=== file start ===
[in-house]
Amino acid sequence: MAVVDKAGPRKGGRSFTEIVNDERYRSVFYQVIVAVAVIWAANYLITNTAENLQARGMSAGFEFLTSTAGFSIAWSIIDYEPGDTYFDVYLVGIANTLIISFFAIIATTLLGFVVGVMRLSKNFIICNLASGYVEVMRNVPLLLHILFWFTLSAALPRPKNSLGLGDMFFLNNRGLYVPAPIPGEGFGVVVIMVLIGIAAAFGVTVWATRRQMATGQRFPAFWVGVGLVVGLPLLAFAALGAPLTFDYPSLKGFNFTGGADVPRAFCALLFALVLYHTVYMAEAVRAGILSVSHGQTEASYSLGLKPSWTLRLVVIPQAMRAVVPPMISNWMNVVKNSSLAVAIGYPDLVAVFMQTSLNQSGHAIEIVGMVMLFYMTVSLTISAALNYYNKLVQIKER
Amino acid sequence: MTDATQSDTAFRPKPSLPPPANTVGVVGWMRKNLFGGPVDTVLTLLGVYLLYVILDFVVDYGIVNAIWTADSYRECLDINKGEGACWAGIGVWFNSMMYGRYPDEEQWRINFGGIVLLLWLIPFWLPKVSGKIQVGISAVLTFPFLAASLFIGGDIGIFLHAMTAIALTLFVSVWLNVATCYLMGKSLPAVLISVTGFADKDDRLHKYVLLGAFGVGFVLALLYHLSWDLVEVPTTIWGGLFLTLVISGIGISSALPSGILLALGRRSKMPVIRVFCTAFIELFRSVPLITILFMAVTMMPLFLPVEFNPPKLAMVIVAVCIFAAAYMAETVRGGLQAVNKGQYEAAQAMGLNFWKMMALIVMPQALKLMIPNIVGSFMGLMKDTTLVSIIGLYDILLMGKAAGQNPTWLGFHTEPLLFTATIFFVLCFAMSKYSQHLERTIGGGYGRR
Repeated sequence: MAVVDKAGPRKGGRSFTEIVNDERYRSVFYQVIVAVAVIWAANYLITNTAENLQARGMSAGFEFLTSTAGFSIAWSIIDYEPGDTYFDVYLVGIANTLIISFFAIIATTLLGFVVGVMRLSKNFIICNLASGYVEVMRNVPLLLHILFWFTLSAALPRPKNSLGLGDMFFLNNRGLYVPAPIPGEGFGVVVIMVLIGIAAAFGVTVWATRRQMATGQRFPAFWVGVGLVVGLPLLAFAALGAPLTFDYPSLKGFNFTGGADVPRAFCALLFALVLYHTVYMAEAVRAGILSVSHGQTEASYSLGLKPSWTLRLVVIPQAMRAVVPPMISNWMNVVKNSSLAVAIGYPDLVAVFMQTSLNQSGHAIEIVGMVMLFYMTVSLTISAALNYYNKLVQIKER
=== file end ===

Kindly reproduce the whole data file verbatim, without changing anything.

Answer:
[in-house]
Amino acid sequence: MAVVDKAGPRKGGRSFTEIVNDERYRSVFYQVIVAVAVIWAANYLITNTAENLQARGMSAGFEFLTSTAGFSIAWSIIDYEPGDTYFDVYLVGIANTLIISFFAIIATTLLGFVVGVMRLSKNFIICNLASGYVEVMRNVPLLLHILFWFTLSAALPRPKNSLGLGDMFFLNNRGLYVPAPIPGEGFGVVVIMVLIGIAAAFGVTVWATRRQMATGQRFPAFWVGVGLVVGLPLLAFAALGAPLTFDYPSLKGFNFTGGADVPRAFCALLFALVLYHTVYMAEAVRAGILSVSHGQTEASYSLGLKPSWTLRLVVIPQAMRAVVPPMISNWMNVVKNSSLAVAIGYPDLVAVFMQTSLNQSGHAIEIVGMVMLFYMTVSLTISAALNYYNKLVQIKER
Amino acid sequence: MTDATQSDTAFRPKPSLPPPANTVGVVGWMRKNLFGGPVDTVLTLLGVYLLYVILDFVVDYGIVNAIWTADSYRECLDINKGEGACWAGIGVWFNSMMYGRYPDEEQWRINFGGIVLLLWLIPFWLPKVSGKIQVGISAVLTFPFLAASLFIGGDIGIFLHAMTAIALTLFVSVWLNVATCYLMGKSLPAVLISVTGFADKDDRLHKYVLLGAFGVGFVLALLYHLSWDLVEVPTTIWGGLFLTLVISGIGISSALPSGILLALGRRSKMPVIRVFCTAFIELFRSVPLITILFMAVTMMPLFLPVEFNPPKLAMVIVAVCIFAAAYMAETVRGGLQAVNKGQYEAAQAMGLNFWKMMALIVMPQALKLMIPNIVGSFMGLMKDTTLVSIIGLYDILLMGKAAGQNPTWLGFHTEPLLFTATIFFVLCFAMSKYSQHLERTIGGGYGRR
Repeated sequence: MAVVDKAGPRKGGRSFTEIVNDERYRSVFYQVIVAVAVIWAANYLITNTAENLQARGMSAGFEFLTSTAGFSIAWSIIDYEPGDTYFDVYLVGIANTLIISFFAIIATTLLGFVVGVMRLSKNFIICNLASGYVEVMRNVPLLLHILFWFTLSAALPRPKNSLGLGDMFFLNNRGLYVPAPIPGEGFGVVVIMVLIGIAAAFGVTVWATRRQMATGQRFPAFWVGVGLVVGLPLLAFAALGAPLTFDYPSLKGFNFTGGADVPRAFCALLFALVLYHTVYMAEAVRAGILSVSHGQTEASYSLGLKPSWTLRLVVIPQAMRAVVPPMISNWMNVVKNSSLAVAIGYPDLVAVFMQTSLNQSGHAIEIVGMVMLFYMTVSLTISAALNYYNKLVQIKER